South Dakota Draft Bill Classifies CBDC as Money, Excludes Crypto
The state of South Dakota has proposed a new bill that makes specific revisions to what constitutes money. The bill explicitly excludes Bitcoin and other existing digital assets from the definition of money while including central bank digital currencies (CBDCs).
Proposed Bill in South Dakota Bans Use of Digital Assets as a Medium of Exchange
The proposed bill, titled “An Act to amend provisions of the Uniform Commercial Code” and referred to as HB 1193, aims to change the state’s Uniform Commercial Code, a set of laws governing all commercial transactions in the state. It also includes a redefinition of the term “money.”
Introduced into the state House of Representatives by Republican Mike Stevens, the 117-page amendment defines money as a possible medium of exchange only if it’s “authorized or adopted” by a government. It said:
“Money means a medium of exchange that is currently authorized or adopted by a domestic or foreign government. The term includes a monetary unit of account established by an intergovernmental organization or by agreement between two or more countries.”
The bill detailed that the term money does not include “an electronic record that is a medium of exchange recorded and transferable in a system that existed and operated for the medium of exchange before the medium of exchange was authorized or adopted by the government,” which is an apparent reference to all cryptocurrencies.
Many in the crypto community have lashed out at the bill, which defines CBDCs as a form of money while excluding digital currencies. If approved, Amazon and all other retailers won’t be able to accept cryptocurrencies, including Bitcoin, as a form of payment, Andy Roth, the head of the conservative State Freedom Caucasus Network said.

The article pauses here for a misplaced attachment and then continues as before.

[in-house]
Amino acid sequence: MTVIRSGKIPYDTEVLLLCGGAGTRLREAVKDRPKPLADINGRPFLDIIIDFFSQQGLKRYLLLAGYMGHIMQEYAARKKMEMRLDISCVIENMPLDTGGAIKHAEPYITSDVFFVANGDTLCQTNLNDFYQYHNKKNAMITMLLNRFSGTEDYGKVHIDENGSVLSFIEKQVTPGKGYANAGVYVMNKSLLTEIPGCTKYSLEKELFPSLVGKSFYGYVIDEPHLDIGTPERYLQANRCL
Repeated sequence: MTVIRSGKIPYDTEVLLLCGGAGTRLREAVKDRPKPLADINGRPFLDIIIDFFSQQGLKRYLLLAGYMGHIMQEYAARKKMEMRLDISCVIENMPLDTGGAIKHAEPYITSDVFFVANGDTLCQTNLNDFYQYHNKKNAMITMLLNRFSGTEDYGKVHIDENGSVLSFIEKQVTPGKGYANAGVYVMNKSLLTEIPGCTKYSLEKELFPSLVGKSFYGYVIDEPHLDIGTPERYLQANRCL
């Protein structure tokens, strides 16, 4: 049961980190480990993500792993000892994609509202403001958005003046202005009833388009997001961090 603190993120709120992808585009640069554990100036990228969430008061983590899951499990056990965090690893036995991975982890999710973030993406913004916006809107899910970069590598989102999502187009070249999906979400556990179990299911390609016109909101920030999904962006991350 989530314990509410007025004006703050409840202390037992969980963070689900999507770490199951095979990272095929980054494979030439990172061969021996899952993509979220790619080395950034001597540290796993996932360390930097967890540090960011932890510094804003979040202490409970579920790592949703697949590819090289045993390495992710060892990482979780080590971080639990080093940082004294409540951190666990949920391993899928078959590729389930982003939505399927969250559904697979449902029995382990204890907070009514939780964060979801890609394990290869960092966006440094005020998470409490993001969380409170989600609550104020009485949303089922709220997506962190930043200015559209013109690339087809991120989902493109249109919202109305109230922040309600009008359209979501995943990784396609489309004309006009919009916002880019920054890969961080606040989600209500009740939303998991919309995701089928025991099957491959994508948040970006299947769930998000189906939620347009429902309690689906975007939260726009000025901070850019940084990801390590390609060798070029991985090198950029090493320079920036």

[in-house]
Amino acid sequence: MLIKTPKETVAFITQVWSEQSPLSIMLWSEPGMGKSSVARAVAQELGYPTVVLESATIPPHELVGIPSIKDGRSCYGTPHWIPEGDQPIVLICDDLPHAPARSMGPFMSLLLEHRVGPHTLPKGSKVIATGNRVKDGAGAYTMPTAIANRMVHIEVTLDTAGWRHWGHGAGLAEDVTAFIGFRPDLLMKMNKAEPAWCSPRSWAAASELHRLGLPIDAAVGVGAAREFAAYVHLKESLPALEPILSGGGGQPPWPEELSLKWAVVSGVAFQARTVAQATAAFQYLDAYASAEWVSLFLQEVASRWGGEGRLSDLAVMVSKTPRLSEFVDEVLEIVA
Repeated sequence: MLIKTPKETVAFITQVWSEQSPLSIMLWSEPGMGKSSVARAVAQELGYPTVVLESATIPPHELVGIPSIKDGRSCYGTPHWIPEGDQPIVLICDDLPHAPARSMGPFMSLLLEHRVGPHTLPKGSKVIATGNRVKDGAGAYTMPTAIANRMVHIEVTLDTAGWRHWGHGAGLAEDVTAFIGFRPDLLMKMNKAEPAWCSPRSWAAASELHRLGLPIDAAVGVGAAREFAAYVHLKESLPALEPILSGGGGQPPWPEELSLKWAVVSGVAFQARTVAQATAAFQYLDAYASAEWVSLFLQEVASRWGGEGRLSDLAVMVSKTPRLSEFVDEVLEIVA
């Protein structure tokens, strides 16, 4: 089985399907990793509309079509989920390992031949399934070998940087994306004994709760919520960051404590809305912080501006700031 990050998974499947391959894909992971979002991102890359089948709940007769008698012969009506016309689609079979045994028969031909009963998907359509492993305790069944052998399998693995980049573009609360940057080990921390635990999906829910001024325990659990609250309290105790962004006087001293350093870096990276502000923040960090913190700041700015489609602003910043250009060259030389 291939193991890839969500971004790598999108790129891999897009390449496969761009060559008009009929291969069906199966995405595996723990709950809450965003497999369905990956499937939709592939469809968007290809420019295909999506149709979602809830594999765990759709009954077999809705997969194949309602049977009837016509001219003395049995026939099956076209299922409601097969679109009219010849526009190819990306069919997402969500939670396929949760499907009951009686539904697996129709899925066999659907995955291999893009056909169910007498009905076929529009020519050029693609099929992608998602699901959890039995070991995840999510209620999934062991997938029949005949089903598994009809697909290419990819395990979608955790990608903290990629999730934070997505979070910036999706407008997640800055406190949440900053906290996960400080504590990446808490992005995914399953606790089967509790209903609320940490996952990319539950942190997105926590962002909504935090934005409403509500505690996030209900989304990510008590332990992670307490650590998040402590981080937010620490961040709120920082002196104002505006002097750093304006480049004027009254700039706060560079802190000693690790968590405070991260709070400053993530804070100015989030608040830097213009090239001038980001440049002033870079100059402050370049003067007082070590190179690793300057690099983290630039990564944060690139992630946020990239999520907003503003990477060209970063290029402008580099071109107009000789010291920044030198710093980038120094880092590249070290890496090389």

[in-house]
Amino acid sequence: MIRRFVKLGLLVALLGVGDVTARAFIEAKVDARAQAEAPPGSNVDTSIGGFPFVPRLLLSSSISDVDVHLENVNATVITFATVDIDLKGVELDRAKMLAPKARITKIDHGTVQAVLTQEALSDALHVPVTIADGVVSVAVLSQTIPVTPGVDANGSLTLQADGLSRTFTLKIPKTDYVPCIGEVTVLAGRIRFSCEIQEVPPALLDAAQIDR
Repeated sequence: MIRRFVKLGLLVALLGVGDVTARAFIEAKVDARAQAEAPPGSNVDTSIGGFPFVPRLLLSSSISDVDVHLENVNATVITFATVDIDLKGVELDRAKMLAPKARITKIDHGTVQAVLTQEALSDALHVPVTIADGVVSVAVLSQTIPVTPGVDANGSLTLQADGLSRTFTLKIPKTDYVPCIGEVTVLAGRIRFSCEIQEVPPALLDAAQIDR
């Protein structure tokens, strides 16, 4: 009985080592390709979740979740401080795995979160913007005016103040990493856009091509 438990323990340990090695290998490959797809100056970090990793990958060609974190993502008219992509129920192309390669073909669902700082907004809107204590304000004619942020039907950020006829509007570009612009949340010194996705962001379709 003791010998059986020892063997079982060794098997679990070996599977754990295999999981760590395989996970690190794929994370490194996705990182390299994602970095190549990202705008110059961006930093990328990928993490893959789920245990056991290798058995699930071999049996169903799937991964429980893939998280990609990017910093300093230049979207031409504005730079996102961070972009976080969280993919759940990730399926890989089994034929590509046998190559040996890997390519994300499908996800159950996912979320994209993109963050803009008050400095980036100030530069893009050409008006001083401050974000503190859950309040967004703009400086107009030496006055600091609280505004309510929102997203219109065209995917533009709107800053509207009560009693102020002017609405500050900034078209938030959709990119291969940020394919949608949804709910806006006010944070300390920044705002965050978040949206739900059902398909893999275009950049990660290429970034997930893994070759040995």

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Club for Growth Asks Governor to Veto the Bill
David McIntosh, President of Club for Growth, a leading conservative organization, has written a letter to South Dakota Governor Kristi Noem, urging him to veto the HB 1193 bill that specifically excludes Bitcoin and other existing digital assets from the definition of money.
“HB 1193 is an assault on the free-market, American innovation and ingenuity, individual liberty, and U.S. national security, and it should be vetoed,” McIntosh said in the letter.
He mentioned that Bitcoin and other digital assets represent the most transformational technology since the advent of the internet, noting that they have the potential to grow the economy by trillions of dollars. He added:
“They [cryptocurrencies] are among the best hopes to protect our fundamental liberties to free speech, free association, and the free exchange of ideas, as well as our national security, all of which are increasingly threatened by authoritarian governments and entities.”
Despite numerous efforts, including introducing a framework on crypto regulation in September last year, the US has largely failed to introduce a clear rulebook for crypto in the country. Even as lawmakers have ramped up efforts to regulate the crypto industries, the lack of comprehensive crypto legislation has only created more confusion among crypto companies in the country.
In a recent interview with Bloomberg, Coinbase CEO Brian Armstrong said that almost all major financial hubs, including Singapore, Hong Kong, London, and most recently, the European Union, have released a regulatory framework for crypto. He warned that the lack of a clear rulebook would drive the crypto industry out of the US.
Do you think governments should recognize cryptocurrency within the definition of money? Let us know in the comments.